Skip to main content

Transcriptional regulation of lysosomal and autophagosomal biogenesis in muscle cells: implications for Pompe disease

Wednesday, September 24, 2014 — Poster Session IV

10:00 a.m. –12:00 p.m.

FAES Academic Center




  • L. Li
  • G. Gutierrez-Cruz
  • H. Zare
  • N. Raben


Recent studies have established the regulatory role of transcription factor EB (TFEB) in the lysosomal/autophagosomal fusion and exocytosis. We have shown that transcription factor E3 (TFE3) is another master regulator of lysosomal/autophagosomal biogenesis. ChIP-seq in muscle cells identified > 1000 TFE3 direct targets which are similar to known TFEB binding locations. The studies on the regulatory role of TFEB/TFE3 stem from our longstanding interest in Pompe disease, a lysosomal glycogen storage disorder caused by a deficiency of acid alpha glucosidase (GAA). In this severe myopathy, lysosomal glycogen accumulation leads to excessive autophagy and inhibition of the autophagic flux. Autophagic defect is associated with poor muscle response to enzyme replacement therapy. An alternative approach relies on the ability of TFEB and TFE3 to re-establish autophagic flux and induce lysosomal exocytosis in affected muscles. Indeed, overexpression of TFEB or TFE3 in Pompe muscle reduced the lysosomal size, decreased the amount of stored glycogen, and alleviated autophagic accumulation. TFE3 is a more attractive target in Pompe disease due to its abundance in muscle. The number and distribution of TFE3 ChIP-seq peaks in GAA-deficient muscle cells were different from those in controls, thus providing a snapshot of the disease-specific pattern of TFE3-mediated gene regulation.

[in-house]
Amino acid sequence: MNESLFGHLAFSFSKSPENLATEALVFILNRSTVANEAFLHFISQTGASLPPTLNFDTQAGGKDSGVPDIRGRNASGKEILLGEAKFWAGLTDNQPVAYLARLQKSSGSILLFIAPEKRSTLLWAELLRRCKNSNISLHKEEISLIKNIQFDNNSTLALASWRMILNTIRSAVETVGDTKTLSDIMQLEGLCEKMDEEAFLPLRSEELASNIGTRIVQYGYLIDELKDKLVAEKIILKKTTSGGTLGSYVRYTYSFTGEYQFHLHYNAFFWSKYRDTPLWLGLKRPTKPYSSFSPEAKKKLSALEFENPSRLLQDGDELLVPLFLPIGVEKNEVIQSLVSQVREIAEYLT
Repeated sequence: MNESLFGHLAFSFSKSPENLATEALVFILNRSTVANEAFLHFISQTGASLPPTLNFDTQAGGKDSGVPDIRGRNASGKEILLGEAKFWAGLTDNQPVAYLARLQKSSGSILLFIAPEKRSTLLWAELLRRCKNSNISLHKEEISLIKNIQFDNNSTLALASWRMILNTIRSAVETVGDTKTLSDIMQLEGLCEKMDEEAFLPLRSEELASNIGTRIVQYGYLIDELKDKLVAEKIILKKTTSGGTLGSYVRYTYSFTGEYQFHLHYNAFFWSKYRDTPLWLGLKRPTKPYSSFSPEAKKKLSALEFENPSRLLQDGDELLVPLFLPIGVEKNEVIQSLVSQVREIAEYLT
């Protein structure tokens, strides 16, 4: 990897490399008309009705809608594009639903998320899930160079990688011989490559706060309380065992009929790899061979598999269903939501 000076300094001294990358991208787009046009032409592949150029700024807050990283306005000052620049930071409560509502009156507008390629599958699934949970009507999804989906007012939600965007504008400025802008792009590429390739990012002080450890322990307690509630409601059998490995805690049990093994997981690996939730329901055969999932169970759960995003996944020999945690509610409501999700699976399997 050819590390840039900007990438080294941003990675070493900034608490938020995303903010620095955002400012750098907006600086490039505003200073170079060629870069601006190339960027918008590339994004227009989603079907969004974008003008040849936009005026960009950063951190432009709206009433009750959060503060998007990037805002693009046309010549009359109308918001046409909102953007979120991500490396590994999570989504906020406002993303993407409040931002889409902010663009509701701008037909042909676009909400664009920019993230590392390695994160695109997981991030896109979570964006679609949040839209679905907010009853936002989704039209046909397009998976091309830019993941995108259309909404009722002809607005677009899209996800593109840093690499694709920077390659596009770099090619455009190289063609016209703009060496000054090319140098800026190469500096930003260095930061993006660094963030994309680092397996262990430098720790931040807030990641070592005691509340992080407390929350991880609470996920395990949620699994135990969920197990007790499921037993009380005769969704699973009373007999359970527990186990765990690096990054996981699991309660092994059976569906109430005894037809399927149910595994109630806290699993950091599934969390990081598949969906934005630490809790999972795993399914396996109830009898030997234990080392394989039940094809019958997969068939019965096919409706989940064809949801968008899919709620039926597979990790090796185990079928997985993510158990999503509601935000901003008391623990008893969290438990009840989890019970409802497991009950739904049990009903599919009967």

back to top